At the time, and gradually thereafter, as the Norman conquerors tightened their grip on the former Saxon kingdoms, the Danelaw, and the English counties, a powerful myth of the ‘freeborn Englishman’ took hold, to be revived at various points of conflict in national and regional history. The initial conquest of England did not end at the Battle of Hastings but took more than five years to accomplish. The Plantagenet’s attempts to extend the conquest into the other countries and territories of the British Isles over the course of the following two centuries also met with considerable resistance and were only partially successful. However, in England, by the end of the twelfth century, there was mixing and melding of the Anglo-Saxon and Norman cultures in which ‘Englishness’ predominated, and not just in the continued use of Saxon tongues. The author of one of the earliest school textbooks, written in Latin in about 1180, made the observation that:

… now that the English and Normans have lived so long together, and have become so mixed together (I speak of freemen only) that we can hardly these days tell apart an Englishman and Norman. 

The monk William of Malmesbury also commented on the extent to which the powerful Norman élite was assimilated by the general Saxon population:

The English at that time (before 1066) wore short clothes reaching to the mid-knee; they had their hair cut very short, their beards shaven off, their arms laden with gold bracelets, their skins covered with punctuated designs (tattoos); they tended to eat until they were stuffed full and drink until they were sick. These last habits they gave to their conquerors; the rest they shared with them.

Source:

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 Stroud, Gloucestershire: Amberley Publishing (2005, 2007, 2013),

http://www.amberleybooks.com

 

 

 

 

Who was Hereward? Outlaw Legends and the Myth of the ‘Norman Yoke’.   4 comments

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Above: An illustration by Henry Courtney Selous for Charles Kingsley’s 1865 novel, depicting his attack upon Normans on discovering the loss of his family and lands.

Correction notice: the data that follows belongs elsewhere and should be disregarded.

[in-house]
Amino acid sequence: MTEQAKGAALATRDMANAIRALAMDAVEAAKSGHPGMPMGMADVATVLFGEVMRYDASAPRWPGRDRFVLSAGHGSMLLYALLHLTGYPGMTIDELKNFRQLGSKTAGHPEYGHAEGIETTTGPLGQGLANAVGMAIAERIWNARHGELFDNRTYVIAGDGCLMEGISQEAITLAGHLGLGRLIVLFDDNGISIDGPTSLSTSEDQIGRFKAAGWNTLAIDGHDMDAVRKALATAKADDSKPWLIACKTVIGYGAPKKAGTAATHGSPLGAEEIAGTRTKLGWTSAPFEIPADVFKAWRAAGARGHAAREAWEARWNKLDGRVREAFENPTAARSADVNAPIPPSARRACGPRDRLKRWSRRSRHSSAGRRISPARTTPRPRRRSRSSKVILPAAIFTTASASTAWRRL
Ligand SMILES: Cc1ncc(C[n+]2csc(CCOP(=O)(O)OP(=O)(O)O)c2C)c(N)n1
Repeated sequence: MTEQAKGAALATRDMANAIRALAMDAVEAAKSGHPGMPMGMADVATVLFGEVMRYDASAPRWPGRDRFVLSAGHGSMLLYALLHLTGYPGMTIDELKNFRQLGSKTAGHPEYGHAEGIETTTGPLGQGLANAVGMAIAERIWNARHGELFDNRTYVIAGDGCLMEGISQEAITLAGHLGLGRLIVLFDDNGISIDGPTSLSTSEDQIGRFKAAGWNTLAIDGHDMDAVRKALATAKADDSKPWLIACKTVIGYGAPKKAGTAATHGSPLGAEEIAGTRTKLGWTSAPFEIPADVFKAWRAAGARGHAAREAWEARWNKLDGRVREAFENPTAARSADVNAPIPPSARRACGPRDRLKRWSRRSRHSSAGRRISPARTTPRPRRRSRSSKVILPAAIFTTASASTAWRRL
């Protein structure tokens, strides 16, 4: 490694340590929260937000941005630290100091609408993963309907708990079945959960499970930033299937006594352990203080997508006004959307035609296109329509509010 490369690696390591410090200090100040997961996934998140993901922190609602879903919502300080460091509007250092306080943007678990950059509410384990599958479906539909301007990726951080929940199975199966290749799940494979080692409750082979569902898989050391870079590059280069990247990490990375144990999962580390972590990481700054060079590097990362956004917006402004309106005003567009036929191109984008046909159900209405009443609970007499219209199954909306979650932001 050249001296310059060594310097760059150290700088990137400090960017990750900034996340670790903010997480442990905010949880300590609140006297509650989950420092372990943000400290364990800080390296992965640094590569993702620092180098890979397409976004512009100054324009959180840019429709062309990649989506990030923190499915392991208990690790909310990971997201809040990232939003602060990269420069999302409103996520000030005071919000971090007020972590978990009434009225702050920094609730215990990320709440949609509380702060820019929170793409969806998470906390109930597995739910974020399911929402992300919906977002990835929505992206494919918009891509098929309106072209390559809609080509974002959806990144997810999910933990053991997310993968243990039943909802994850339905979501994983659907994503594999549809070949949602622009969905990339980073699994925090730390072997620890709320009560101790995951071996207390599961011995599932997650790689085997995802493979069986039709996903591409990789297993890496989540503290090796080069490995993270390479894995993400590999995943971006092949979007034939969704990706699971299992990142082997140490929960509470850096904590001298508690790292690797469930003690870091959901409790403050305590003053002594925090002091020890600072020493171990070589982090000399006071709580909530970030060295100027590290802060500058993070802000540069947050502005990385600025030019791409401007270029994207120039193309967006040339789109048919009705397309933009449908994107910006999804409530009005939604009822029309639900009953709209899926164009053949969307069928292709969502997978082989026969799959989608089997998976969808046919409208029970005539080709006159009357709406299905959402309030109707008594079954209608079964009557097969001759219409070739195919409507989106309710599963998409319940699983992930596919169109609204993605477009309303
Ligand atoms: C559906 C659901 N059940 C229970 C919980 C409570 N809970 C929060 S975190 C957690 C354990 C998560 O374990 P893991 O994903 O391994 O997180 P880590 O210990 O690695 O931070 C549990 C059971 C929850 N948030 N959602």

The comic-strip, super-hero and ‘super-villain’ version of the events of the Norman Conquest is an important part of British mythology, but it does not match much of the written record, let alone the architectural and archaeological evidence spanning the early middle ages, from the reign of William I to that of Edward I. The legendary story begins with the Norman’s tireless, heroic and ultimately cataclysmic cavalry charges on the Saxon shield wall at Senlac Hill, near Hastings, followed by their terrorising, or harrying of the north with fire and sword. The Saxons and Danes had captured York, pulling down the castle and seizing all the treasure in it. According to a contemporary chronicle, they killed hundreds of Normans and took many of them to their ships. William’s vengeance was swift and merciless, as recorded in his own words:

I fell on the English of the northern shires like a ravaging lion. I ordered that all their homes, tools, goods and corn be burnt. Large herds of cattle and pack-animals were butchered wherever found. I took revenge on many of the English by making them die cruelly of hunger.

The narrative continues with the Norman’s ruthless mopping up the resistance by Hereward the Wake in the soggy Fens of East Anglia, and It ends with the conquest of Wales two hundred years later. But history is usually written by the victors, and it is all too easily to underestimate the precarious hold which William and his few thousand men held over the combined Danish and Saxon insurgents during the first five years of their rule. It was their accompanying land-grab and their tight system of feudal dues, later mythologised by the conquered Anglo-Saxons as ‘the Norman Yoke’, which enabled them to impose control, though this too was resisted by the thanes, among them Hereward in East Anglia.